Although most dogs are born with the strong natural instinct to start “doggie paddling” if they inadvertently find themselves in water, it doesn’t mean that all dog breeds are champion swimmers or even that they can stay afloat for very long. Some of them will sink like stones to the bottom of a pool within a few seconds, many will get cold and frightened, while others will happily bob around having a whale of time even if they will probably need some help from their owners to remove them from their newly discovered watery playground.
As a good rule of thumb, the more athletic a dog, the more it will be attracted to and enjoy being in water. Spaniels, golden retrievers, Irish and English setters, and Newfoundlands are genetically excellent swimmers because of their strong limbs and the fact that they were selectively bred as hunting dogs to retrieve waterfowl for their masters. Even the often maligned Pitbull will get a lot of pleasure from playing in water, especially if fetching a ball is involved. It all depends on the individual dog, of course, and whether or not a dog wants to play in water or should be allowed near it is up to the owner.
Sturdier and smaller breeds such as dachshunds, pugs, bulldogs, and boxers, however, do not have the necessary thrust from their short legs to keep afloat, and get exhausted very quickly. Sometimes a tiny Maltese or Chihuahua proves to be a good swimmer, but their temperaments make them easily panicked when submerged, and they will not be able to climb out most pools unaided. Anyone who has attempted to rescue a terrified dog from a pool can attest to it being one of the most traumatic experiences they will encounter as a dog owner. Not only will dogs fight and bite when mortally afraid, but sadly, there are often fatalities involved from drowning.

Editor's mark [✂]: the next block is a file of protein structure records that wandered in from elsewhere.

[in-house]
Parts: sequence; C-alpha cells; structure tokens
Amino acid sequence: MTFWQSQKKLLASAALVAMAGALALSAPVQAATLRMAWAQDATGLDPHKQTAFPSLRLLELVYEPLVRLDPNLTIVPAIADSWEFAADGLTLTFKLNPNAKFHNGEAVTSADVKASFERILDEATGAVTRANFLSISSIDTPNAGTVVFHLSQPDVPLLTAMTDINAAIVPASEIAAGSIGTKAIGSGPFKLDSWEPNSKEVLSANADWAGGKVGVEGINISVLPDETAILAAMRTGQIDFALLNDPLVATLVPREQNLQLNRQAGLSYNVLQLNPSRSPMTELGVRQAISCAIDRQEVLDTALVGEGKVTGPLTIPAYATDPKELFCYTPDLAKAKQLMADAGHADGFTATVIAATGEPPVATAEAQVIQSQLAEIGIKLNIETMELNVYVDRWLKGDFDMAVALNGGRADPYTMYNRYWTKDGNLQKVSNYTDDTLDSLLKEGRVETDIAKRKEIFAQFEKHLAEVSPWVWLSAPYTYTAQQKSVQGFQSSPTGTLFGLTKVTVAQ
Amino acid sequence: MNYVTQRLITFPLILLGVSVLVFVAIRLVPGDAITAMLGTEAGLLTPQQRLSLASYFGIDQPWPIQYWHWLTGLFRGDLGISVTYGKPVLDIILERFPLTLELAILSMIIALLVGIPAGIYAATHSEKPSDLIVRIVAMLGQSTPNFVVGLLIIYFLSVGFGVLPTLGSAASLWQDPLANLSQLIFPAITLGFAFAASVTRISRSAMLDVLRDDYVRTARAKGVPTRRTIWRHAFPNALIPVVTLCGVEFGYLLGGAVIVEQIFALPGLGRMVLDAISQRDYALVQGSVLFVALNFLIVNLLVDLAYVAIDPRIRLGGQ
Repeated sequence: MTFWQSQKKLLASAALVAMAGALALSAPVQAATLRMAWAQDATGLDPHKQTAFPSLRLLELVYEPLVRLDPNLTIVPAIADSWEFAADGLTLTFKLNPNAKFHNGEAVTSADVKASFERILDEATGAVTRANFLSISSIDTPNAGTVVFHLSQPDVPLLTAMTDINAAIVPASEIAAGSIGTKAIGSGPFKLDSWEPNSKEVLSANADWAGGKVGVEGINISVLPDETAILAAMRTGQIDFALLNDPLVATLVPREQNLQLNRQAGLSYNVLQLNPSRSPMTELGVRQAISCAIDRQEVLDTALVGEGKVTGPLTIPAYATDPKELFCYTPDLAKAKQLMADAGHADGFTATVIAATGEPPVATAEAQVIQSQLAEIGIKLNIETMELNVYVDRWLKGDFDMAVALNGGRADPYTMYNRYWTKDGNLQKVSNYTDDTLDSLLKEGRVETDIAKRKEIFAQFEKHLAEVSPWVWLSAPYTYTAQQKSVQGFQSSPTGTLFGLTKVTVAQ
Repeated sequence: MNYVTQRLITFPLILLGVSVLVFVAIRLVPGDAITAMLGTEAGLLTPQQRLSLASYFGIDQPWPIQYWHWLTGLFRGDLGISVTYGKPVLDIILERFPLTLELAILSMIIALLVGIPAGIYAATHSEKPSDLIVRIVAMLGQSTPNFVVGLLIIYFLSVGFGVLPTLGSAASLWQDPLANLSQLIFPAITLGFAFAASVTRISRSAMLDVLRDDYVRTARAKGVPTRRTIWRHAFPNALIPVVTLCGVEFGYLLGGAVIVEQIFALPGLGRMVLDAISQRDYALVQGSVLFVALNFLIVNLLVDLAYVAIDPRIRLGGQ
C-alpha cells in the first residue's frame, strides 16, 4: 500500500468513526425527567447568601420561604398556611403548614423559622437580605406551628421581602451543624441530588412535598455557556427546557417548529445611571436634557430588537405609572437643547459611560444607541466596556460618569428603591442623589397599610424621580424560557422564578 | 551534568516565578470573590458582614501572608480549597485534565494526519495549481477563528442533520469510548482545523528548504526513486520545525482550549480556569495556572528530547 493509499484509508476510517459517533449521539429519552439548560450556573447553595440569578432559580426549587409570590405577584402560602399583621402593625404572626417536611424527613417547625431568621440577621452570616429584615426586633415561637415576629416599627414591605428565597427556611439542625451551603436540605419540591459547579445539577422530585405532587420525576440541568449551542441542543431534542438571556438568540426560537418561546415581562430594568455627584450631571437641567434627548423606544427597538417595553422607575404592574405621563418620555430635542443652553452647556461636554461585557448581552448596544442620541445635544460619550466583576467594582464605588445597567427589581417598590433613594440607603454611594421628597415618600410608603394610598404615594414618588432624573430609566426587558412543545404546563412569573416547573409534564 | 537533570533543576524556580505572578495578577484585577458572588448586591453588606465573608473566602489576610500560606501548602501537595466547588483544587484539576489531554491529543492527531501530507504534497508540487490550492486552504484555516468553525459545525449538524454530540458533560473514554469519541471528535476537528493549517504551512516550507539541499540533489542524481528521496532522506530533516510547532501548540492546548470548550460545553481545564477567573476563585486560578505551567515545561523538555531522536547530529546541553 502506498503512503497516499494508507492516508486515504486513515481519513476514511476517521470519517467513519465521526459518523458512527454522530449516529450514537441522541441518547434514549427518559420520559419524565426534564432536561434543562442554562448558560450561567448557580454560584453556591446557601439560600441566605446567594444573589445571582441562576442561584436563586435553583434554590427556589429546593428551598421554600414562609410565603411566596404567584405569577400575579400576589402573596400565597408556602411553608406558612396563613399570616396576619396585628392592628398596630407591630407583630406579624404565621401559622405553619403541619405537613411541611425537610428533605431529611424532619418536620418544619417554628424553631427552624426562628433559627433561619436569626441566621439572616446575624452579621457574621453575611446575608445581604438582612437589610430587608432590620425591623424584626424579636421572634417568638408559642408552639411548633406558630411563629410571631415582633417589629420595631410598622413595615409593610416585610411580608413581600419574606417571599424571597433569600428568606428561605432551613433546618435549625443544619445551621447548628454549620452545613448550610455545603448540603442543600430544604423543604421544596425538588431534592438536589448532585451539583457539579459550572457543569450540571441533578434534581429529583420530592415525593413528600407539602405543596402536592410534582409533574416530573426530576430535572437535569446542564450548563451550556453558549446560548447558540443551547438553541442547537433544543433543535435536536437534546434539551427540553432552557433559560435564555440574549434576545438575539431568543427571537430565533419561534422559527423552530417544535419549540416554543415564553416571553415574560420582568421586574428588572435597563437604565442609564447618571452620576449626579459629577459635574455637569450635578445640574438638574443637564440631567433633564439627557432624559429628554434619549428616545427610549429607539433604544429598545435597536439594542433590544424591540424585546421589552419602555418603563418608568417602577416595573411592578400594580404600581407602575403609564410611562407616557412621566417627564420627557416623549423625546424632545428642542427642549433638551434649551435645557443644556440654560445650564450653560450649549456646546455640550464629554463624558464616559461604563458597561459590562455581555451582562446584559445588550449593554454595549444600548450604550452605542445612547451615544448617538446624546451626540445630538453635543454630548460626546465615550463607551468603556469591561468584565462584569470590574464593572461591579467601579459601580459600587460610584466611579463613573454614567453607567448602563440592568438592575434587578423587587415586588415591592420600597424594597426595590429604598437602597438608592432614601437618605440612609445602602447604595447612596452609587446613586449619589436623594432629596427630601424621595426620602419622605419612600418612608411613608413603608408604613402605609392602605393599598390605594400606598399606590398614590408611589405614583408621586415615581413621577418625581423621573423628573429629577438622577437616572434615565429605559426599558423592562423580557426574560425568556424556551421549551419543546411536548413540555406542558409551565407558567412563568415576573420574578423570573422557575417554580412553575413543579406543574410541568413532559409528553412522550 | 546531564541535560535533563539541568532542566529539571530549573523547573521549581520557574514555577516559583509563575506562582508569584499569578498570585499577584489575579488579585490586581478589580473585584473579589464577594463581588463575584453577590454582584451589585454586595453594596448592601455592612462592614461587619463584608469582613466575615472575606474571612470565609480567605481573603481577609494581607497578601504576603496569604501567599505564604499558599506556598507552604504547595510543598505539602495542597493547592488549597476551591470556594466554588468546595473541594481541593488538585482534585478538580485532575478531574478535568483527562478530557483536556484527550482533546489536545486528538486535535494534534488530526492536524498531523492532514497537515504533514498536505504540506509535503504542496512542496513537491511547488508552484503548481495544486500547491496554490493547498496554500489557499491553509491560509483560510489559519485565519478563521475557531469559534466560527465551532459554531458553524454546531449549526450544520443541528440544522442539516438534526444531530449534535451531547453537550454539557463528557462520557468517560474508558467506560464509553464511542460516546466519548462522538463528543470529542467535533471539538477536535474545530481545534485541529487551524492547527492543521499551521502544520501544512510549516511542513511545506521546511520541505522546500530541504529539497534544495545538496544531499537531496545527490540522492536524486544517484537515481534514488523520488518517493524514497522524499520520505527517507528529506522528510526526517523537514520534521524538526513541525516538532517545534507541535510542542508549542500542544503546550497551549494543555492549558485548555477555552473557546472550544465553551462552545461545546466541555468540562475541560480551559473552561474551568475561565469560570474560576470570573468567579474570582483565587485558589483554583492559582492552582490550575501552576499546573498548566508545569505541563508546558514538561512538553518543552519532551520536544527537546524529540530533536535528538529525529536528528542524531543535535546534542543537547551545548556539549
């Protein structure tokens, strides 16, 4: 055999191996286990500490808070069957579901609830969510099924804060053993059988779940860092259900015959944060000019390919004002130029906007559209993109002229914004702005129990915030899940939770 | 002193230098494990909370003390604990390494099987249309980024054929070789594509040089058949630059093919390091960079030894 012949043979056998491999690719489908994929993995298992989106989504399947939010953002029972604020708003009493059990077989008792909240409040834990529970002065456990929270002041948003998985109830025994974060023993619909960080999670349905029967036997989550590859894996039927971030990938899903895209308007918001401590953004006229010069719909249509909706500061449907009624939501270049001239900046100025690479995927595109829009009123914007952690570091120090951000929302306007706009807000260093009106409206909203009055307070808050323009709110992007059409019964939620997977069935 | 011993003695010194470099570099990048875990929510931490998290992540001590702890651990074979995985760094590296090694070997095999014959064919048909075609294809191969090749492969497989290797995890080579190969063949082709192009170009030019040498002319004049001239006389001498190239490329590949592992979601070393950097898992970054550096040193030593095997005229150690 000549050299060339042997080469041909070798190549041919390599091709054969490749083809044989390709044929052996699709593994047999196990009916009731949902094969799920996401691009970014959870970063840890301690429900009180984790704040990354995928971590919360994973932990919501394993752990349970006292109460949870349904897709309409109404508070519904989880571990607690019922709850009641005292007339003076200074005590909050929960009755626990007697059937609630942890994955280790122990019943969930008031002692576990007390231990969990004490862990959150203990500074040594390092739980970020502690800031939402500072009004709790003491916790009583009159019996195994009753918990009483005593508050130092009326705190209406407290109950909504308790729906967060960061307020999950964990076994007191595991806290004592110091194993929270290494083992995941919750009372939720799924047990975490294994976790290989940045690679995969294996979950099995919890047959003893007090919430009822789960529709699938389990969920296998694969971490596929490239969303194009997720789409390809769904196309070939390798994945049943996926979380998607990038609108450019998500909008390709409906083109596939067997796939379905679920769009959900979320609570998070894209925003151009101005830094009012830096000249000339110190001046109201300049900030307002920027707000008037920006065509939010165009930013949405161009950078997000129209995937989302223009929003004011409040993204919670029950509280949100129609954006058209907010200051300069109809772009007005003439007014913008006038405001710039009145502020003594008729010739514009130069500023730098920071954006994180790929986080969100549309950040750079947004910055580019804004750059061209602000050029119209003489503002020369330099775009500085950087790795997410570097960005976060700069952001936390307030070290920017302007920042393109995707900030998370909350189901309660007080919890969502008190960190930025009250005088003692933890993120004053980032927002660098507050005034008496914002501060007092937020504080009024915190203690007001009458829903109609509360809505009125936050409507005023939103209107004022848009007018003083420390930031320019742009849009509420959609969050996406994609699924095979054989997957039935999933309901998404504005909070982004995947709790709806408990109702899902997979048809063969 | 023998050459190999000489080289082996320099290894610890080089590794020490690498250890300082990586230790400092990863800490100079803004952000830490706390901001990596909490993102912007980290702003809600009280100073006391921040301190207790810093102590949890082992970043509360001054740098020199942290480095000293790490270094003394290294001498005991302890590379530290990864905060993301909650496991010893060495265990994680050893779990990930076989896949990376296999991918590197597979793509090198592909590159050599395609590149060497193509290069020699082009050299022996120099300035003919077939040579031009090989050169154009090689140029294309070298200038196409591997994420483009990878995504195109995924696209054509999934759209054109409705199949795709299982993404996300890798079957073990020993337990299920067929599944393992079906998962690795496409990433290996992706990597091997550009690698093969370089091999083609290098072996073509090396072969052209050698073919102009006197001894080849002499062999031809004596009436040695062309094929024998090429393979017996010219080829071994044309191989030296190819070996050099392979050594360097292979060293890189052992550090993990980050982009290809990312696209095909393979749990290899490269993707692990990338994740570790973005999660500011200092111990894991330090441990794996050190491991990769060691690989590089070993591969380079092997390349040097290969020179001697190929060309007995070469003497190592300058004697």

There are obviously some dogs who hate water as much as cats and won’t ever go near it, but for those who seem bound and determined to fall in or sneak in a crafty swim against their owner’s best intentions, a mesh, climb-resistant pool fence is clearly the best option.
Protecting a dog from jumping or falling into a pool with a fence can save a lot of heartbreak and exorbitant amounts of money spent on vets bills. Most good quality pool fences are strong, durable, easily customizable, and do not require too much skill or time to erect. Attractively constructed fences won’t detract from the appearance of the pool, and will add the peace of mind which money can’t buy.
Since not everyone has the practical skills needed to put up a fence around a pool, professionals are always happy to install a fence at an affordable price. It’s not just dogs that will benefit from the additional of a fence though. An added advantage is that a mesh fence will safely keep wild animals and unsupervised children out of the pool too.